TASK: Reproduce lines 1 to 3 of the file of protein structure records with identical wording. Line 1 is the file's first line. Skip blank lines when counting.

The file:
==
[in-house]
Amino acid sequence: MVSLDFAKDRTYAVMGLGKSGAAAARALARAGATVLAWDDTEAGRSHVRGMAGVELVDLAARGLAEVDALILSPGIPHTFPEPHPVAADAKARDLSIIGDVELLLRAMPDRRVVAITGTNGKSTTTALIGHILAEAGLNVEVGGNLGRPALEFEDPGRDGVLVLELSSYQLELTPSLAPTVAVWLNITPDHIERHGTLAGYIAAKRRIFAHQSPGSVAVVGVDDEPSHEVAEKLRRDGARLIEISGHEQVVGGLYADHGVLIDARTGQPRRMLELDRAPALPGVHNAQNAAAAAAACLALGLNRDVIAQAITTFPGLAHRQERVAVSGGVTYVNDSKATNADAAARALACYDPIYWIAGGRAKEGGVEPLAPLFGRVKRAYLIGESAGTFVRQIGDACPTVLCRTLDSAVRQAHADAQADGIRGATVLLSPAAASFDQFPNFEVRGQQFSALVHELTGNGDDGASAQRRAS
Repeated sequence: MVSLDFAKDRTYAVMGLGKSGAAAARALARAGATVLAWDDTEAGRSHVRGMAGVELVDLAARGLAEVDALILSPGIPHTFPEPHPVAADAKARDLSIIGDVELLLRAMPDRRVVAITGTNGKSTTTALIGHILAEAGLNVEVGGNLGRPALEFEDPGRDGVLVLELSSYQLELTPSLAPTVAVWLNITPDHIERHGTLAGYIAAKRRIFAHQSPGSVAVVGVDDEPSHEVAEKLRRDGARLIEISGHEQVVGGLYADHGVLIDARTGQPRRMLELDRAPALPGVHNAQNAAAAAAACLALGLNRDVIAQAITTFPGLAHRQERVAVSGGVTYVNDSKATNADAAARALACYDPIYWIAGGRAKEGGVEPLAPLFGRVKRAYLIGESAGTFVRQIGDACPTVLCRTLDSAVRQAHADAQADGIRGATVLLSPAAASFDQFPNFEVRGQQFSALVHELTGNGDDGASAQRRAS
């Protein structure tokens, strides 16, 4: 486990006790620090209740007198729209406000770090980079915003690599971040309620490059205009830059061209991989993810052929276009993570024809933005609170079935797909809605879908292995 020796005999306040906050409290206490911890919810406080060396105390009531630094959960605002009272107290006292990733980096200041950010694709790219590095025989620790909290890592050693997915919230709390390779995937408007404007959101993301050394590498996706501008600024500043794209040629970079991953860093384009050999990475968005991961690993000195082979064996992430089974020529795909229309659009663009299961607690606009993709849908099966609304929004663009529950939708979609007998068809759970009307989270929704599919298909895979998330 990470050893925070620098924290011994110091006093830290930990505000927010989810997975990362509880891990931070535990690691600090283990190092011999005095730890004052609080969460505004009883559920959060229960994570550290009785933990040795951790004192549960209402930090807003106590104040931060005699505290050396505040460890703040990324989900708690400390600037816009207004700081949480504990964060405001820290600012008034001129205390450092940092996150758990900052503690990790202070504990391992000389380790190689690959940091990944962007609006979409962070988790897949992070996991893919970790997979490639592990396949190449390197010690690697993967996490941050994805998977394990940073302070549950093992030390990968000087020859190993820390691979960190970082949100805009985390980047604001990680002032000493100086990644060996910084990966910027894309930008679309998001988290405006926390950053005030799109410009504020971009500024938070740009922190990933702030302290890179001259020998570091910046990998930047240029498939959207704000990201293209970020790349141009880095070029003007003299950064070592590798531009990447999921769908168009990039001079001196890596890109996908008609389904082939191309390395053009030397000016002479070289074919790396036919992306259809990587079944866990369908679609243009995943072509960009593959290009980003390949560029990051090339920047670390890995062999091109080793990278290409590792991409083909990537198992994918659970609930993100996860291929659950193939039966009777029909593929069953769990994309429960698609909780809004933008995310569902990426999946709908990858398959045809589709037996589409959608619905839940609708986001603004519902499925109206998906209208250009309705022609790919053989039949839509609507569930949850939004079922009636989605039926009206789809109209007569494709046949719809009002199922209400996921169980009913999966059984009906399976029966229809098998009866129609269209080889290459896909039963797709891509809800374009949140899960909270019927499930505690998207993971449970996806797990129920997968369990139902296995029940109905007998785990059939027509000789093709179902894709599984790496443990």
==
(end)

[in-house]
Amino acid sequence: MVSLDFAKDRTYAVMGLGKSGAAAARALARAGATVLAWDDTEAGRSHVRGMAGVELVDLAARGLAEVDALILSPGIPHTFPEPHPVAADAKARDLSIIGDVELLLRAMPDRRVVAITGTNGKSTTTALIGHILAEAGLNVEVGGNLGRPALEFEDPGRDGVLVLELSSYQLELTPSLAPTVAVWLNITPDHIERHGTLAGYIAAKRRIFAHQSPGSVAVVGVDDEPSHEVAEKLRRDGARLIEISGHEQVVGGLYADHGVLIDARTGQPRRMLELDRAPALPGVHNAQNAAAAAAACLALGLNRDVIAQAITTFPGLAHRQERVAVSGGVTYVNDSKATNADAAARALACYDPIYWIAGGRAKEGGVEPLAPLFGRVKRAYLIGESAGTFVRQIGDACPTVLCRTLDSAVRQAHADAQADGIRGATVLLSPAAASFDQFPNFEVRGQQFSALVHELTGNGDDGASAQRRAS
Repeated sequence: MVSLDFAKDRTYAVMGLGKSGAAAARALARAGATVLAWDDTEAGRSHVRGMAGVELVDLAARGLAEVDALILSPGIPHTFPEPHPVAADAKARDLSIIGDVELLLRAMPDRRVVAITGTNGKSTTTALIGHILAEAGLNVEVGGNLGRPALEFEDPGRDGVLVLELSSYQLELTPSLAPTVAVWLNITPDHIERHGTLAGYIAAKRRIFAHQSPGSVAVVGVDDEPSHEVAEKLRRDGARLIEISGHEQVVGGLYADHGVLIDARTGQPRRMLELDRAPALPGVHNAQNAAAAAAACLALGLNRDVIAQAITTFPGLAHRQERVAVSGGVTYVNDSKATNADAAARALACYDPIYWIAGGRAKEGGVEPLAPLFGRVKRAYLIGESAGTFVRQIGDACPTVLCRTLDSAVRQAHADAQADGIRGATVLLSPAAASFDQFPNFEVRGQQFSALVHELTGNGDDGASAQRRAS